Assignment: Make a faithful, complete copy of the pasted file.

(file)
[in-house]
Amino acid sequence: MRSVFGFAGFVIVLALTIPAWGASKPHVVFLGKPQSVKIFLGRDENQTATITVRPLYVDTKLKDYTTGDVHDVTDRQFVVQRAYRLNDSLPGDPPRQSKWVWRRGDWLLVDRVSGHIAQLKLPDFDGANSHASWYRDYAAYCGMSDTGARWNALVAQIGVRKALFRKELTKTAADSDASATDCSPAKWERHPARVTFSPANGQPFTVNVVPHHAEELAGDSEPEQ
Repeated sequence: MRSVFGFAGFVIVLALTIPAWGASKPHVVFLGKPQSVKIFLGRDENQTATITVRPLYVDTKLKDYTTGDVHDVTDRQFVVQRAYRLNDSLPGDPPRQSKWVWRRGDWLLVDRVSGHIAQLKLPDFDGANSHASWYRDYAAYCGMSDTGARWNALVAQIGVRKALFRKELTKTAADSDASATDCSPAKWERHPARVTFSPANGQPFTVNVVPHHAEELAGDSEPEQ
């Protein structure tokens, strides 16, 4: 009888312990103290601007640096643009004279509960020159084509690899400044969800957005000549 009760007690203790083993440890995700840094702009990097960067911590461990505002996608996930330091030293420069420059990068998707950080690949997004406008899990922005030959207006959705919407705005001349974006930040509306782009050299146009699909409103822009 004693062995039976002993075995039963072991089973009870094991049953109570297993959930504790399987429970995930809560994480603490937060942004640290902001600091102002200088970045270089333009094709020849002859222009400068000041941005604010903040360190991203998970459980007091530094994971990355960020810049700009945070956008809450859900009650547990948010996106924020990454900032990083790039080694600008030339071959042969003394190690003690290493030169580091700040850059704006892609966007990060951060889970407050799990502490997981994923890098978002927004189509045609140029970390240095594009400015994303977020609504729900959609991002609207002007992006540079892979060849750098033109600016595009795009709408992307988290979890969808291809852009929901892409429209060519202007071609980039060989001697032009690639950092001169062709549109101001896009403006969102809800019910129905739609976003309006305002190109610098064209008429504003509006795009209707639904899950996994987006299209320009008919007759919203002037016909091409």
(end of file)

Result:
[in-house]
Amino acid sequence: MRSVFGFAGFVIVLALTIPAWGASKPHVVFLGKPQSVKIFLGRDENQTATITVRPLYVDTKLKDYTTGDVHDVTDRQFVVQRAYRLNDSLPGDPPRQSKWVWRRGDWLLVDRVSGHIAQLKLPDFDGANSHASWYRDYAAYCGMSDTGARWNALVAQIGVRKALFRKELTKTAADSDASATDCSPAKWERHPARVTFSPANGQPFTVNVVPHHAEELAGDSEPEQ
Repeated sequence: MRSVFGFAGFVIVLALTIPAWGASKPHVVFLGKPQSVKIFLGRDENQTATITVRPLYVDTKLKDYTTGDVHDVTDRQFVVQRAYRLNDSLPGDPPRQSKWVWRRGDWLLVDRVSGHIAQLKLPDFDGANSHASWYRDYAAYCGMSDTGARWNALVAQIGVRKALFRKELTKTAADSDASATDCSPAKWERHPARVTFSPANGQPFTVNVVPHHAEELAGDSEPEQ
């Protein structure tokens, strides 16, 4: 009888312990103290601007640096643009004279509960020159084509690899400044969800957005000549 009760007690203790083993440890995700840094702009990097960067911590461990505002996608996930330091030293420069420059990068998707950080690949997004406008899990922005030959207006959705919407705005001349974006930040509306782009050299146009699909409103822009 004693062995039976002993075995039963072991089973009870094991049953109570297993959930504790399987429970995930809560994480603490937060942004640290902001600091102002200088970045270089333009094709020849002859222009400068000041941005604010903040360190991203998970459980007091530094994971990355960020810049700009945070956008809450859900009650547990948010996106924020990454900032990083790039080694600008030339071959042969003394190690003690290493030169580091700040850059704006892609966007990060951060889970407050799990502490997981994923890098978002927004189509045609140029970390240095594009400015994303977020609504729900959609991002609207002007992006540079892979060849750098033109600016595009795009709408992307988290979890969808291809852009929901892409429209060519202007071609980039060989001697032009690639950092001169062709549109101001896009403006969102809800019910129905739609976003309006305002190109610098064209008429504003509006795009209707639904899950996994987006299209320009008919007759919203002037016909091409």